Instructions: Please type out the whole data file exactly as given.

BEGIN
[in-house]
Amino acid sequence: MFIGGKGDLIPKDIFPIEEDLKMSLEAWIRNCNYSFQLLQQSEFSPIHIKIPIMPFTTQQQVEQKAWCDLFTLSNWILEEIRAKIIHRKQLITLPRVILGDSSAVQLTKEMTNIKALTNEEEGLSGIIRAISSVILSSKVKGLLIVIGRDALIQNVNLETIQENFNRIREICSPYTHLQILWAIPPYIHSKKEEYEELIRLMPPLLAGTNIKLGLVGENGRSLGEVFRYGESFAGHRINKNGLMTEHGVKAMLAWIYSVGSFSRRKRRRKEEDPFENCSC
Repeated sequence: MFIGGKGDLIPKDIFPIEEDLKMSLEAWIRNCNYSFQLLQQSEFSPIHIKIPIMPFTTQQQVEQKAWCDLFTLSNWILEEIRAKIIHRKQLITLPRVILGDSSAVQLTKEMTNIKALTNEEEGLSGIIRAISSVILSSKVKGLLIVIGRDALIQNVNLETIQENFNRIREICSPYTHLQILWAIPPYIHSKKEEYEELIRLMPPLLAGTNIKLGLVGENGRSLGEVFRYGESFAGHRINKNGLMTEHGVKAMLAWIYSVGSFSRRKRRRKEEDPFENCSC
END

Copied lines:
[in-house]
Amino acid sequence: MFIGGKGDLIPKDIFPIEEDLKMSLEAWIRNCNYSFQLLQQSEFSPIHIKIPIMPFTTQQQVEQKAWCDLFTLSNWILEEIRAKIIHRKQLITLPRVILGDSSAVQLTKEMTNIKALTNEEEGLSGIIRAISSVILSSKVKGLLIVIGRDALIQNVNLETIQENFNRIREICSPYTHLQILWAIPPYIHSKKEEYEELIRLMPPLLAGTNIKLGLVGENGRSLGEVFRYGESFAGHRINKNGLMTEHGVKAMLAWIYSVGSFSRRKRRRKEEDPFENCSC
Repeated sequence: MFIGGKGDLIPKDIFPIEEDLKMSLEAWIRNCNYSFQLLQQSEFSPIHIKIPIMPFTTQQQVEQKAWCDLFTLSNWILEEIRAKIIHRKQLITLPRVILGDSSAVQLTKEMTNIKALTNEEEGLSGIIRAISSVILSSKVKGLLIVIGRDALIQNVNLETIQENFNRIREICSPYTHLQILWAIPPYIHSKKEEYEELIRLMPPLLAGTNIKLGLVGENGRSLGEVFRYGESFAGHRINKNGLMTEHGVKAMLAWIYSVGSFSRRKRRRKEEDPFENCSC